Ahospital’senergysupplis ideally provided by an underground cable network,reducing the risk for a direct impact.Grounded protectionof the cable willreduce the effects of induction.A high voltage break system can switch off your installations in amillisecond,which in turn can cause damage to criticalfunctions;use of an uninterruptible power supply unit cancope with this.Furthermore,there is no break system thatalways can prevent all energy transfer,certainly not in caseof a direct impact.Allcommunication lines in and out of the hospital should use fiberglass cabling,to prevent surgetransfer.Wireless technology can help in data transmission,but is morevulnerable to induction problems.In a hospital,electrical lines are required for power transfer to all equip-ment.In the case of existing hospitals,the costs will limitthe use of all preventive measures described above.A goodinventory of all connections from outside the building orbetween separate buildings is mandatory.All unused cablesand pipes (also water and heating) should be omitted.Thegrounding of all persistent conductors should be checked,and all conductors should be placed on the same potentiallevel toward the grounding.Surge protective devices can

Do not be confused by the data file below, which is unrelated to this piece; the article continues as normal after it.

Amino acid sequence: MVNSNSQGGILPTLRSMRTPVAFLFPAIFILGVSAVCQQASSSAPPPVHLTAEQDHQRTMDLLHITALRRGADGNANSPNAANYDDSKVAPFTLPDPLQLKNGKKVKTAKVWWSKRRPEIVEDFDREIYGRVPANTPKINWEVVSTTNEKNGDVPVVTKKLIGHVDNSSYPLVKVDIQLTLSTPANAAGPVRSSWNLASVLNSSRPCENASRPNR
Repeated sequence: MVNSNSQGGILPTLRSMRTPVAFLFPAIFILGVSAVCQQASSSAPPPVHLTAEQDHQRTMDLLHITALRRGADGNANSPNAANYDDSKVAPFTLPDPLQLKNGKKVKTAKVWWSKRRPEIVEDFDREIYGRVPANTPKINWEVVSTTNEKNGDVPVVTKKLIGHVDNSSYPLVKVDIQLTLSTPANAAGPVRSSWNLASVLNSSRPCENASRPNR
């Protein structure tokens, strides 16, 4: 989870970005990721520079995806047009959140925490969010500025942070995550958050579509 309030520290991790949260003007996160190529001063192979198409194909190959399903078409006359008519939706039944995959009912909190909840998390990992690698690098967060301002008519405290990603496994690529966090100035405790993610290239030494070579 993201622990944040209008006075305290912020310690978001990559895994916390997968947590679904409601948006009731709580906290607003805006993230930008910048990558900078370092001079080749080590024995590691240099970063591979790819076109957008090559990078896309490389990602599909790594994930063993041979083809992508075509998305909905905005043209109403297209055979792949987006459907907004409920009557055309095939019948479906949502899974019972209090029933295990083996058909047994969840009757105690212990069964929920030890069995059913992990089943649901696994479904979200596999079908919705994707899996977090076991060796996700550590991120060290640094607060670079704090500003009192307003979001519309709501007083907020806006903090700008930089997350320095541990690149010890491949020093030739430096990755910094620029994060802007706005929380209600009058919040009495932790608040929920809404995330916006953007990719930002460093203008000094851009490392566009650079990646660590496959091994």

Case 2